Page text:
"Um… I guess not," Emma said. "We don’t say ‘pro-abortion,’ because no one is really in favor of abortion per se. We say ‘pro-choice,’ because that’s the element that we want to preserve–the choice to make the abortion. But the Republicans don’t use it either–they say ‘pro-life’. Nobody likes that word."
"Except you don’t say ‘pro-choice’ anymore, do you?" the leader asked. "When you’re talking about opposition to partial-birth abortion, what phrase gets used?"
"Women’s health," I said. "Because partial-birth abortions can be necessary to save the health of the mother. And because it encompasses contraception, not just abortion."
"Women’s health," the leader said, as though there were something nasty in her ham sandwich. "Life of the mother. You don’t see how hurtful and offensive that is, do you? How sexist."
I opened my mouth to apologize, but before I could even speak, Aunt Joan elbowed me in the ribs. "Do not apologize, Justin."
I wanted to say sorry to Aunt Joan, but that would be apologizing, too. I couldn’t think of anything to say that wasn’t an apology, so I kept my mouth shut. Or I tried to. I think I said something that sounded like "urp."
"You’ll have to excuse Justin," Aunt Joan said. "He gets a little excitable."
"NO GENDERED PRONOUNS," the leader said.
"Getting back to the subject," Emma said, "can you please explain how saying ‘women’s health’ is sexist? That doesn’t make any sense to me."
"I would have thought that was obvious," the leader said. "It is not inclusive. It does not speak to the concerns of men who have abortions."
"The concerns of who again?" I asked.
"Men who have abortions. Or who have had abortions, or would like to have abortions. When you say ‘women’s health,’ you marginalize those men and ignore their concerns."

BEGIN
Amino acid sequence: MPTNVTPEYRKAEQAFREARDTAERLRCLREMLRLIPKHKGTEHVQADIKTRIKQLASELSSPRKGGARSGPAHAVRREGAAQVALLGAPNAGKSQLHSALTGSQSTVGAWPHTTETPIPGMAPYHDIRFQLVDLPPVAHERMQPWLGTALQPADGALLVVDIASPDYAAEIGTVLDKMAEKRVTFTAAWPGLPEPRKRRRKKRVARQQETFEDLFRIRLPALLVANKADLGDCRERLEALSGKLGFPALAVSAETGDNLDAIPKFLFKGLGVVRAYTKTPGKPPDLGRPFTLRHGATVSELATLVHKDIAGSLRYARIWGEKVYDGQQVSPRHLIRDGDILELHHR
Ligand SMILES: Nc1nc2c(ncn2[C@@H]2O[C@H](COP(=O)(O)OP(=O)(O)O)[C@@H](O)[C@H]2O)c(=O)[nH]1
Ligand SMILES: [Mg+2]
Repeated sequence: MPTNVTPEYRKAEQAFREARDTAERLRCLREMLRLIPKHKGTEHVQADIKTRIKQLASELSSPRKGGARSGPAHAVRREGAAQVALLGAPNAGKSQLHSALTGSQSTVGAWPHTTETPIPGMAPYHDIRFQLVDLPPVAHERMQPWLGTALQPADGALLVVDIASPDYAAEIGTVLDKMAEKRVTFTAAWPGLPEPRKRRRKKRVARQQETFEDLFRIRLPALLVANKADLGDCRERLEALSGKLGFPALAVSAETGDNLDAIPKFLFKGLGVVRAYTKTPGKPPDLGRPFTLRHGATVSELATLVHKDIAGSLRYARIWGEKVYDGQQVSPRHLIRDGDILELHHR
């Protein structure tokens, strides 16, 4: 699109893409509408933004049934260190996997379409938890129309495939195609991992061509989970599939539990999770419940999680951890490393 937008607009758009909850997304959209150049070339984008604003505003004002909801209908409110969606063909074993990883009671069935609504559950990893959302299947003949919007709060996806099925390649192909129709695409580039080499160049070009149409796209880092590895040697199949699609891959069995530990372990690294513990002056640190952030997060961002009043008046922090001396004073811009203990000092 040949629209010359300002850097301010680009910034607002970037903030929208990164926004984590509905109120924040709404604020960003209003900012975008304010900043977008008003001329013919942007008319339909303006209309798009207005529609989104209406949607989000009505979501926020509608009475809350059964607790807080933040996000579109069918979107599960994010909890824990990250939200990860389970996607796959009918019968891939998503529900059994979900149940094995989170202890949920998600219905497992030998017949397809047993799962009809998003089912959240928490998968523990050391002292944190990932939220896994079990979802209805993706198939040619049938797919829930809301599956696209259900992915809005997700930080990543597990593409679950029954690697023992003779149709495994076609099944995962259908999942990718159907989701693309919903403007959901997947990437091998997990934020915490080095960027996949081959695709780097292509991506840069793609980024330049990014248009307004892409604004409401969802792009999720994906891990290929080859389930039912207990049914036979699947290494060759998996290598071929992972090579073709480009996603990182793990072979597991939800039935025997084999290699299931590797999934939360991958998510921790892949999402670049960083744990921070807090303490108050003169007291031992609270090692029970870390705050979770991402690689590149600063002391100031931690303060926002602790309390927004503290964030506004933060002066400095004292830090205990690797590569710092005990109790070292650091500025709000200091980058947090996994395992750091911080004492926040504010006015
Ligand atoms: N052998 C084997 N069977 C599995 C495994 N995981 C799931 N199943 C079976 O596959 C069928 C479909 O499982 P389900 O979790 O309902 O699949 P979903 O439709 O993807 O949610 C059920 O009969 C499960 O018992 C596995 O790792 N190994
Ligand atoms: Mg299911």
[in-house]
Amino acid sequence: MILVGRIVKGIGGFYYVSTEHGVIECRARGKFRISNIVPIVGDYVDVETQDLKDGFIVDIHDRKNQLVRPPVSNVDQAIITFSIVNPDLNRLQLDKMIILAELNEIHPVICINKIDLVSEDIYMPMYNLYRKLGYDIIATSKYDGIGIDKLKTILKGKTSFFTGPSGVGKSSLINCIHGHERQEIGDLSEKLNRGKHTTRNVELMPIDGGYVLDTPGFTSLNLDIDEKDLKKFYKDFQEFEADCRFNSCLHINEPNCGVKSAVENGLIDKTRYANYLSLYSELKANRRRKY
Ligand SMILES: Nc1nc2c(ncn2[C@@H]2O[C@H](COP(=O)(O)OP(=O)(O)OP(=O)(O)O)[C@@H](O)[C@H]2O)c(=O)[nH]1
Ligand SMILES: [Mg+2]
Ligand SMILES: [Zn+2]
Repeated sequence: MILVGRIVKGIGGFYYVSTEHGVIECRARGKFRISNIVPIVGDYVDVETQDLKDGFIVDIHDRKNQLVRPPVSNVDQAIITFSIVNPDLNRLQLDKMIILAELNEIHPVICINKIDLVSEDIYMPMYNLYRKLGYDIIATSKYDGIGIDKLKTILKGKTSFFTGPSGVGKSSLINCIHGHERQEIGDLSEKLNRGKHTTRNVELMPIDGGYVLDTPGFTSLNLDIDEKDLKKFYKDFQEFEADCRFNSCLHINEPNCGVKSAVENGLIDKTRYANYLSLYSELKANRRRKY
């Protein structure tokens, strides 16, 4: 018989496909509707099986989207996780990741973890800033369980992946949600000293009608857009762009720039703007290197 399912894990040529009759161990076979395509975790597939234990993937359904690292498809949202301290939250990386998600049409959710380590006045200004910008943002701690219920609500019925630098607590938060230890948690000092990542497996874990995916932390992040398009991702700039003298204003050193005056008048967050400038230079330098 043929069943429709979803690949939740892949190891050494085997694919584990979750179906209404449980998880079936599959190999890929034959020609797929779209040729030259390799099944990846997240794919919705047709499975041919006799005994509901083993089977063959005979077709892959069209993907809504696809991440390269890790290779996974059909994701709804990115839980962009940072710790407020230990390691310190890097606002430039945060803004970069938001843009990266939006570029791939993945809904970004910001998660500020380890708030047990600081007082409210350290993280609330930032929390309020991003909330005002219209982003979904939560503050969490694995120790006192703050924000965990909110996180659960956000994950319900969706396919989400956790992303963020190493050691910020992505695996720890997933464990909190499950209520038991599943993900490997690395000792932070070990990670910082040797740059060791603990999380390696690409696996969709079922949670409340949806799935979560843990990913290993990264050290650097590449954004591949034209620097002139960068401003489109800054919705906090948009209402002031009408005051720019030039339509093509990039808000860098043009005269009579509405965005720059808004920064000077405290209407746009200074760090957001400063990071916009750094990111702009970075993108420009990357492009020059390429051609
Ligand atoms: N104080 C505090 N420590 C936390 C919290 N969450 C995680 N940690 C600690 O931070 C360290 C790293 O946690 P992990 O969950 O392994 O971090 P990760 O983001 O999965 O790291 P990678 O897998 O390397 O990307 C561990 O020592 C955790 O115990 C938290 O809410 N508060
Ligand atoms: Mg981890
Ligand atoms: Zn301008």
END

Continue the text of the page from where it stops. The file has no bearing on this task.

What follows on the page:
"The men who have abortions," I said. "Those men."
"You are not serious," Emma said.
"Just to be clear," I said. "We’re talking about individuals with biologically female sexual characteristics, including fully functional ovaries and uteruses, who have a male gender expression and self-identify as men, and who become pregnant, and have abortions. Those men."
"It is not that hard a concept to understand," the leader said. "Unless you’re determined to hold a cis-gender worldview and commit yourselves to bigotry."
"Oh, please," Emma said. "With all due respect, abortion is still a women’s health concern, even if some women do identify themselves as male. It’s not hateful or discriminatory. If you go running around and insist on saying that men can have abortions too, all you are doing is setting yourself up for the Republicans to laugh at you."
"I hate to say I told you so," said Aunt Joan. "But I told you so. You’re never going to sell the culture at large on the concept that male abortions are a thing, especially not if you can’t manage to bully liberal millennials into accepting it."
The leader’s face went scarlet. "You did not just call me a bully."
"If the poncho fits," Aunt Joan said. "You want to talk about transgender kids being bullied, we can talk about that. That’s an area where the former Secretary has an interest. It’s an area where we expect your immediate support–moral and financial. But you can’t expect us to let any one group dictate all of our messaging. It’s not reasonable and it’s not helpful."
"Then let’s talk," the leader said.
"Good," Aunt Joan said. "You two, run along. Grab a sandwich on your way out if you like."
We took the elevator downstairs together. "I want to be your Aunt Joan when I grow up," Emma said. "That was impressive."
"She’s not really my aunt," I said.
"Maybe she can adopt me," Emma said. "She really made a difference in there."
I couldn’t disagree with Emma, although I thought the leader had the better of the argument. Who would speak up for the abortion rights of men if we didn’t? Could we do more to bring their concerns to the forefront? I understood that it wasn’t an overwhelmingly pressing issue at the moment, but I made a note of it once I got back to my cubicle. Maybe it would be something the former Secretary could take on in her second term.